Thomas Groundsell Brown (brother) lived at no 27 Sewell St (now no 7) from 1920-1926 and at no 21 from 1929-1940 at 67 Sewell St ( now no 25)

March 1940 Charged with having created a disturbance at the Fremantle Oval on Friday night. Thomas Henry Groundsell Brown, 38, lumper, of Bicton, pleaded guilty but declared that he remembered nothing about the incident. Sergeant Pight said that the accused was fighting and using obscene language. Brown was informed by Mr. Samson that the Bench took a serious view of the use of obscene language. He was fined £3 with 1 '6 costs.” (reference)

Sept 1940 Two lumpers, who admitted having been in possession of property taken from ships, were fined in the Fremantle Police Court today. George Edward Groundsell Brown (40) was fined with 11/6 costs. Plainclothes-constable Scott told the Bench that with Plainclothes constable Turner he visited Groundsell's home. He told Groundsell he was looking for china that had been stolen from a ship. Groundsell readily admitted that he had 20 pieces of crockery and produced the goods. (reference)

George and some of his brothers (Thomas and Stanley) enlisted to serve in WWll (Service Number - W26477). George is recorded as serving from 1939 - 1948.

Thomas’s enlistment record, National Archives 1918  (reference)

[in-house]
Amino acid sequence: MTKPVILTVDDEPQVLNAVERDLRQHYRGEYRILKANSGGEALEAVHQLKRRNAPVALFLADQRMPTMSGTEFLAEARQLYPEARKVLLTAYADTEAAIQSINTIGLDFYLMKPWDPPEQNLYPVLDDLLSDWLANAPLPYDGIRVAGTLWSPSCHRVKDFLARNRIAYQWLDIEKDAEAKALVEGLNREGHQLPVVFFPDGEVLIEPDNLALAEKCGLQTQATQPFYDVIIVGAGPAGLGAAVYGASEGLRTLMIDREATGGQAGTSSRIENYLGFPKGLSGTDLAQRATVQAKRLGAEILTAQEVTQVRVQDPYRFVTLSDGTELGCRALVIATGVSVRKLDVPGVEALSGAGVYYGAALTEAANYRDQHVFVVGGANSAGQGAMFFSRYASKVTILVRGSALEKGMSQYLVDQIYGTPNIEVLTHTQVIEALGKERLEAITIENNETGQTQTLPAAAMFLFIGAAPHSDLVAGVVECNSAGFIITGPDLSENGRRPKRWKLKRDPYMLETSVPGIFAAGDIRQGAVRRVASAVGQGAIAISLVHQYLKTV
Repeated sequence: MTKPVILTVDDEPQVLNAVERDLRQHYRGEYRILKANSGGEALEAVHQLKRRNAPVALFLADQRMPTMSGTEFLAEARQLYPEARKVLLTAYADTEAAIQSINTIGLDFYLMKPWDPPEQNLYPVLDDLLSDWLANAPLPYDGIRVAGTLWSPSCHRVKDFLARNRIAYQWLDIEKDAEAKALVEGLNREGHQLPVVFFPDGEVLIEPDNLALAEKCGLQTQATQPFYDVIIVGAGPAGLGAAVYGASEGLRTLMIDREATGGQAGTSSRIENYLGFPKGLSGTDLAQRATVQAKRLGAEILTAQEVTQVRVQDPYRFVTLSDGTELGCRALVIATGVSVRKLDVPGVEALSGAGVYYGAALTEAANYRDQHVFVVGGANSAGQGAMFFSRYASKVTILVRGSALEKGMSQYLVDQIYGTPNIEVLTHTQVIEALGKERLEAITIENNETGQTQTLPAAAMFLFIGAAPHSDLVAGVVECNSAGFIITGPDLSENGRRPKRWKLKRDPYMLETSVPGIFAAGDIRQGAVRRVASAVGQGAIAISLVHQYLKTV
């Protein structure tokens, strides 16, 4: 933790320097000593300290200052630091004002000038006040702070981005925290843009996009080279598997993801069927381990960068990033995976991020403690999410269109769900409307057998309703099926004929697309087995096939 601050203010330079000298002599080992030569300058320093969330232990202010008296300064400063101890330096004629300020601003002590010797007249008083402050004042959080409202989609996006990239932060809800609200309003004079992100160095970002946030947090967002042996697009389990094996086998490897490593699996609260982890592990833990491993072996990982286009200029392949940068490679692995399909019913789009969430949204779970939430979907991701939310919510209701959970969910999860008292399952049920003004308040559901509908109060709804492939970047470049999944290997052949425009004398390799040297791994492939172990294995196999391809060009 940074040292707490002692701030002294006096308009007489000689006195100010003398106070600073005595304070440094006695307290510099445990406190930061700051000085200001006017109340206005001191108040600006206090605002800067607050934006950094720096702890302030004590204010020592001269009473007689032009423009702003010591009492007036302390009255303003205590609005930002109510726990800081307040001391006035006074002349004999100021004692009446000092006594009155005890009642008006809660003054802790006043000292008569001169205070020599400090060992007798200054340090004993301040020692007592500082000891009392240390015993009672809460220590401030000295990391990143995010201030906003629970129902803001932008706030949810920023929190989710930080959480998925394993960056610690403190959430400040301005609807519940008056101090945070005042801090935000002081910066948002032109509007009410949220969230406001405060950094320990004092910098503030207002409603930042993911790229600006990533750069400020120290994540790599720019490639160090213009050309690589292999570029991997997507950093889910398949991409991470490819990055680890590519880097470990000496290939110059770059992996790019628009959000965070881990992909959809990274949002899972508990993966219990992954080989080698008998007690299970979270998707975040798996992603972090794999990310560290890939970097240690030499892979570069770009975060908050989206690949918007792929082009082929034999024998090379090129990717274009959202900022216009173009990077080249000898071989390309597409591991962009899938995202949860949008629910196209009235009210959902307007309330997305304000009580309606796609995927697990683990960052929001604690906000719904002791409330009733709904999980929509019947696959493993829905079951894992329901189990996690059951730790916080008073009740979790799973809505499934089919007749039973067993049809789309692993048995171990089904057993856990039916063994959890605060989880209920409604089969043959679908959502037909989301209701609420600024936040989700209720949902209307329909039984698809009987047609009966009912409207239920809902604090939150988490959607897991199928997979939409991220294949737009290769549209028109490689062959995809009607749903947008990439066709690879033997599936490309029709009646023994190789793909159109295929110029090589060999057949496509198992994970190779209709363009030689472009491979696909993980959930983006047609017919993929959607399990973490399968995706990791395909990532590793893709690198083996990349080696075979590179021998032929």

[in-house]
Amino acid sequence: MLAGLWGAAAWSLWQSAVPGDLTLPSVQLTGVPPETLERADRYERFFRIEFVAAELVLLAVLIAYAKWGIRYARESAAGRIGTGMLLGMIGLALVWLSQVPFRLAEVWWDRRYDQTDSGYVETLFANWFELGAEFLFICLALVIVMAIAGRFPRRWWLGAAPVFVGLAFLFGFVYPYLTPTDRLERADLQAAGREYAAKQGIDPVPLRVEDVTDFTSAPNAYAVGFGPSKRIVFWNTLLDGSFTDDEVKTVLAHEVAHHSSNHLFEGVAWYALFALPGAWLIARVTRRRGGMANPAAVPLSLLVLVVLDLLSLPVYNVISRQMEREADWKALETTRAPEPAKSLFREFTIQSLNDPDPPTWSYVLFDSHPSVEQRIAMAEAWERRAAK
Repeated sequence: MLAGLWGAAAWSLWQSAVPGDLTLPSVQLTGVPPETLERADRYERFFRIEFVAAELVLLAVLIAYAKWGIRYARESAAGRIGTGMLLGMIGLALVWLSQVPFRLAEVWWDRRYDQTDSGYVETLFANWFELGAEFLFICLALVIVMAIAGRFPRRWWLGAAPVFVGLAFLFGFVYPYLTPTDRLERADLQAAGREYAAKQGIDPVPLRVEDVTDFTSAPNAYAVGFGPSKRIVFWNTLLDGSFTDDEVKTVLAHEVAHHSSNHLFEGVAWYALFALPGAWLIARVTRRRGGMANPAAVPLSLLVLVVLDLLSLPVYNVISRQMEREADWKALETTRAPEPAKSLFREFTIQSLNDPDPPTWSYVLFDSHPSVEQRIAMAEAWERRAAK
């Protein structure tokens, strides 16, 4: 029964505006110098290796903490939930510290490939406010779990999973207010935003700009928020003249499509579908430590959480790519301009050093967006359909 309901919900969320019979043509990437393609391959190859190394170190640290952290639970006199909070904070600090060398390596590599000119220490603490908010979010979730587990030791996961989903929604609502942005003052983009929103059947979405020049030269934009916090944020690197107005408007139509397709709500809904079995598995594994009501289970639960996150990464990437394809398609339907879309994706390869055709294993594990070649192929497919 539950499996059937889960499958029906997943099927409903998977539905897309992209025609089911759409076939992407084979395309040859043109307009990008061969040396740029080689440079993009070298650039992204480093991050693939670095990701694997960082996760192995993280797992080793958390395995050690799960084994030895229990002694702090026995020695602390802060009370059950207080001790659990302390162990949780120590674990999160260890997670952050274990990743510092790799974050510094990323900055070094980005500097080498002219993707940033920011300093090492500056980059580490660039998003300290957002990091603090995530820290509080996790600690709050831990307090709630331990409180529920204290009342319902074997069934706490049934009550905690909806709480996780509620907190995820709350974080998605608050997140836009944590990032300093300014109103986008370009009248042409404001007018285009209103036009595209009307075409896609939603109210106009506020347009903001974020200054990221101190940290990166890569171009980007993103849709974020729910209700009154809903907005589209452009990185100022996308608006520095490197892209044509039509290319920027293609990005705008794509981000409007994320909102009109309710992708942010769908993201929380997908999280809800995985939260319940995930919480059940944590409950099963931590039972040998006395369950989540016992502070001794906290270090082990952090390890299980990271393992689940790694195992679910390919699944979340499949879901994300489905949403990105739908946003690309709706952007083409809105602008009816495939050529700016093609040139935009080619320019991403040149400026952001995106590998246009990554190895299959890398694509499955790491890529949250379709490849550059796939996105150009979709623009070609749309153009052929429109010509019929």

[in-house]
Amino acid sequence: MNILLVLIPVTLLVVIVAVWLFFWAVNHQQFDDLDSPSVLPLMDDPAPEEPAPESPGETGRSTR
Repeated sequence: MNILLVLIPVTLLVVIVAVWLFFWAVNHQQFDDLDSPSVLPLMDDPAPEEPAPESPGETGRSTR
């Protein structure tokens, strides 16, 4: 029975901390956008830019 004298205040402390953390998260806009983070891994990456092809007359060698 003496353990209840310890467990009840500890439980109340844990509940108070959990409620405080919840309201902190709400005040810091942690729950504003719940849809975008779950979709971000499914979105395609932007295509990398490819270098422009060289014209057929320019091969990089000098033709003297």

1942 AN OLD COLONIST. BROWN (Thomas Groundsell). passed peacefully away at the residence of his daughter, Mrs T. J. Pattenden, Blackford-street. Mt Hawthorn, in his 78th year, loving husband of Mary Ann, loving father of Eva (Mrs C. Poat), Bill, Harry, Frances (Mrs T. J. Pattenden), Ivy (Mrs C. Baker), Thomas, Mabel (Mrs C. Bentley), George, Vera (Mrs Carson), Stan (prisoner of war), Jim (AIF), Bert (AIF), Edna (Mrs E. Knight); loving grandfather of 49 grandchildren and 16 great-grandchildren.(reference)

1943 BROWN.--On December 12, 1943, at Mt Hawthorn. Mary Ann. relict of the late Thomas Groundsell Brown, and dearly loved mother of Eva (Mrs Poat), Bill, Harry, Frances (Mrs Pattenden). lvy (Mrs Baker), Tom, Sis (Mrs Bentley), George, Vera (Mrs Carson), Stan, Jim, Bert and Edna (Mrs Knight); also loved grandma of 47 grandchildren and 17 great-grandchildren: aged 76 years. (reference)

George died in 1968 and is buried in Karrakatta.

research Micheal Nikoloff for MofP